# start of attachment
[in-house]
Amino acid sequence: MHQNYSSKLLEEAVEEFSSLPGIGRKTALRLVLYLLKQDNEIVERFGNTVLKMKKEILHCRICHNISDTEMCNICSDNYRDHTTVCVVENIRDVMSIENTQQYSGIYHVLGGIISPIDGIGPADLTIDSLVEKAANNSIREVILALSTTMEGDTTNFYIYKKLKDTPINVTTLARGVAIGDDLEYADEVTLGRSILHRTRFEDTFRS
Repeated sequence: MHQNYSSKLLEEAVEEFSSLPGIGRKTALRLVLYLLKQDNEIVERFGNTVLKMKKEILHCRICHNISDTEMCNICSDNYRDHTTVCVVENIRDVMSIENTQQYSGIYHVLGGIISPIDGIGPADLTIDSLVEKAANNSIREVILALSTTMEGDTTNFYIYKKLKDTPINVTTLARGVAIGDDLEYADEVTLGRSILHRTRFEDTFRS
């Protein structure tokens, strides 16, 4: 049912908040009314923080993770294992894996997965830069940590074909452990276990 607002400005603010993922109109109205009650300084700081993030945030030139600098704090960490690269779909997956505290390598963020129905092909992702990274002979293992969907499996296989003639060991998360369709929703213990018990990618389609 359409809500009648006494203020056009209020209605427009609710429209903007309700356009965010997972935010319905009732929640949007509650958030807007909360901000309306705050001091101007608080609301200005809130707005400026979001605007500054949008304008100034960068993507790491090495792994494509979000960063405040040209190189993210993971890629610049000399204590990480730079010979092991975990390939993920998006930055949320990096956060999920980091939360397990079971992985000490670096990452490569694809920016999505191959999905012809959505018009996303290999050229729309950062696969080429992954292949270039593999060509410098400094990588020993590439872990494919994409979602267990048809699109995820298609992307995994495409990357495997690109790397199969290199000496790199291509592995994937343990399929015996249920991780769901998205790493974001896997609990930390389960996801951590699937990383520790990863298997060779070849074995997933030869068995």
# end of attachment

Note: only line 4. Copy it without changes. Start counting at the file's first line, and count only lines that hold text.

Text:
């Protein structure tokens, strides 16, 4: 049912908040009314923080993770294992894996997965830069940590074909452990276990 607002400005603010993922109109109205009650300084700081993030945030030139600098704090960490690269779909997956505290390598963020129905092909992702990274002979293992969907499996296989003639060991998360369709929703213990018990990618389609 359409809500009648006494203020056009209020209605427009609710429209903007309700356009965010997972935010319905009732929640949007509650958030807007909360901000309306705050001091101007608080609301200005809130707005400026979001605007500054949008304008100034960068993507790491090495792994494509979000960063405040040209190189993210993971890629610049000399204590990480730079010979092991975990390939993920998006930055949320990096956060999920980091939360397990079971992985000490670096990452490569694809920016999505191959999905012809959505018009996303290999050229729309950062696969080429992954292949270039593999060509410098400094990588020993590439872990494919994409979602267990048809699109995820298609992307995994495409990357495997690109790397199969290199000496790199291509592995994937343990399929015996249920991780769901998205790493974001896997609990930390389960996801951590699937990383520790990863298997060779070849074995997933030869068995």